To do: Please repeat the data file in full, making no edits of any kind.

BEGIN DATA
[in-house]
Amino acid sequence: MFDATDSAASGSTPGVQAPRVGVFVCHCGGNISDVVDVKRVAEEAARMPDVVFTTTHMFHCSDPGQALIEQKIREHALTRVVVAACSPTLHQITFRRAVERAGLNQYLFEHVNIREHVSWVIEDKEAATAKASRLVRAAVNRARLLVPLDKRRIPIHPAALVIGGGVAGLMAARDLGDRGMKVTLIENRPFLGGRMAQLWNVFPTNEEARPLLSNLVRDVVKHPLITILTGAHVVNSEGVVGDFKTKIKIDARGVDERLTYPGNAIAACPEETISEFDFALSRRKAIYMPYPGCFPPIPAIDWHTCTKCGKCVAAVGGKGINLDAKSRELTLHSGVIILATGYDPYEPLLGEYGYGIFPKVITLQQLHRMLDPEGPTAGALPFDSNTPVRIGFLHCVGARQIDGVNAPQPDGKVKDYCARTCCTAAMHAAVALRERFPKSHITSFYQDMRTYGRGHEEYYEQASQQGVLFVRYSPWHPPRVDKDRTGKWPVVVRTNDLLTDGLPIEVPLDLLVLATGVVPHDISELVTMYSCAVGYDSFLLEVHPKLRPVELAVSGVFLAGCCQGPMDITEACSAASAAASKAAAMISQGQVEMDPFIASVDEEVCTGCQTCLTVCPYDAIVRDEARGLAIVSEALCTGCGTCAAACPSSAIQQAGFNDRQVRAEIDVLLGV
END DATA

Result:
[in-house]
Amino acid sequence: MFDATDSAASGSTPGVQAPRVGVFVCHCGGNISDVVDVKRVAEEAARMPDVVFTTTHMFHCSDPGQALIEQKIREHALTRVVVAACSPTLHQITFRRAVERAGLNQYLFEHVNIREHVSWVIEDKEAATAKASRLVRAAVNRARLLVPLDKRRIPIHPAALVIGGGVAGLMAARDLGDRGMKVTLIENRPFLGGRMAQLWNVFPTNEEARPLLSNLVRDVVKHPLITILTGAHVVNSEGVVGDFKTKIKIDARGVDERLTYPGNAIAACPEETISEFDFALSRRKAIYMPYPGCFPPIPAIDWHTCTKCGKCVAAVGGKGINLDAKSRELTLHSGVIILATGYDPYEPLLGEYGYGIFPKVITLQQLHRMLDPEGPTAGALPFDSNTPVRIGFLHCVGARQIDGVNAPQPDGKVKDYCARTCCTAAMHAAVALRERFPKSHITSFYQDMRTYGRGHEEYYEQASQQGVLFVRYSPWHPPRVDKDRTGKWPVVVRTNDLLTDGLPIEVPLDLLVLATGVVPHDISELVTMYSCAVGYDSFLLEVHPKLRPVELAVSGVFLAGCCQGPMDITEACSAASAAASKAAAMISQGQVEMDPFIASVDEEVCTGCQTCLTVCPYDAIVRDEARGLAIVSEALCTGCGTCAAACPSSAIQQAGFNDRQVRAEIDVLLGV